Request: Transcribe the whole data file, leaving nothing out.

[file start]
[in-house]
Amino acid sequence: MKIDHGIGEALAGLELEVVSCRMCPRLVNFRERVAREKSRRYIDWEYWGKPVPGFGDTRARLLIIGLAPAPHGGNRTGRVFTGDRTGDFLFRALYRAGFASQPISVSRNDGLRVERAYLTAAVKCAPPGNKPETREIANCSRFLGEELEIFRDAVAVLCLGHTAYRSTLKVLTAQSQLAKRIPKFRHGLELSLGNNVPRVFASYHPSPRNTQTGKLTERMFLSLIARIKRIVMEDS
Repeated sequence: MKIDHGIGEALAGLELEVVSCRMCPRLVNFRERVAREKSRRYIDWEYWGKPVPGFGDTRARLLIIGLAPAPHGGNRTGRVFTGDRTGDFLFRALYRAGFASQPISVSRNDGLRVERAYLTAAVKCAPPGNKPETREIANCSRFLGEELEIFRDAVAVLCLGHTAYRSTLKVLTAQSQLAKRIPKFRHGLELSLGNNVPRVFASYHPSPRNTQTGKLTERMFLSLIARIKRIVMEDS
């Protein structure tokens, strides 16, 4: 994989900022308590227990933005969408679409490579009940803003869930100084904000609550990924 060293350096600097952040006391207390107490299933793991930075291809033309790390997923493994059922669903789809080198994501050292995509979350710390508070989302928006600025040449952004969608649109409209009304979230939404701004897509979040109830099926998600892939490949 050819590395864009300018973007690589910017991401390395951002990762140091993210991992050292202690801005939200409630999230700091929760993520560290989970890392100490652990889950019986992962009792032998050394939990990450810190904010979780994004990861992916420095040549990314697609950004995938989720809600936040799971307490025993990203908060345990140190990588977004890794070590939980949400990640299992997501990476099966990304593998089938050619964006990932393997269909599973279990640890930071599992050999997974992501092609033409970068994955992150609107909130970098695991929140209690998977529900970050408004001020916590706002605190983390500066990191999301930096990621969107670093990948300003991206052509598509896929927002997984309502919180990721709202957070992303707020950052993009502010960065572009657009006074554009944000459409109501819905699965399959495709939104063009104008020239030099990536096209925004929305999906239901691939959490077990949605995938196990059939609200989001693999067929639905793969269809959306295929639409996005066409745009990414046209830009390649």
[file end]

[in-house]
Amino acid sequence: MKIDHGIGEALAGLELEVVSCRMCPRLVNFRERVAREKSRRYIDWEYWGKPVPGFGDTRARLLIIGLAPAPHGGNRTGRVFTGDRTGDFLFRALYRAGFASQPISVSRNDGLRVERAYLTAAVKCAPPGNKPETREIANCSRFLGEELEIFRDAVAVLCLGHTAYRSTLKVLTAQSQLAKRIPKFRHGLELSLGNNVPRVFASYHPSPRNTQTGKLTERMFLSLIARIKRIVMEDS
Repeated sequence: MKIDHGIGEALAGLELEVVSCRMCPRLVNFRERVAREKSRRYIDWEYWGKPVPGFGDTRARLLIIGLAPAPHGGNRTGRVFTGDRTGDFLFRALYRAGFASQPISVSRNDGLRVERAYLTAAVKCAPPGNKPETREIANCSRFLGEELEIFRDAVAVLCLGHTAYRSTLKVLTAQSQLAKRIPKFRHGLELSLGNNVPRVFASYHPSPRNTQTGKLTERMFLSLIARIKRIVMEDS
């Protein structure tokens, strides 16, 4: 994989900022308590227990933005969408679409490579009940803003869930100084904000609550990924 060293350096600097952040006391207390107490299933793991930075291809033309790390997923493994059922669903789809080198994501050292995509979350710390508070989302928006600025040449952004969608649109409209009304979230939404701004897509979040109830099926998600892939490949 050819590395864009300018973007690589910017991401390395951002990762140091993210991992050292202690801005939200409630999230700091929760993520560290989970890392100490652990889950019986992962009792032998050394939990990450810190904010979780994004990861992916420095040549990314697609950004995938989720809600936040799971307490025993990203908060345990140190990588977004890794070590939980949400990640299992997501990476099966990304593998089938050619964006990932393997269909599973279990640890930071599992050999997974992501092609033409970068994955992150609107909130970098695991929140209690998977529900970050408004001020916590706002605190983390500066990191999301930096990621969107670093990948300003991206052509598509896929927002997984309502919180990721709202957070992303707020950052993009502010960065572009657009006074554009944000459409109501819905699965399959495709939104063009104008020239030099990536096209925004929305999906239901691939959490077990949605995938196990059939609200989001693999067929639905793969269809959306295929639409996005066409745009990414046209830009390649």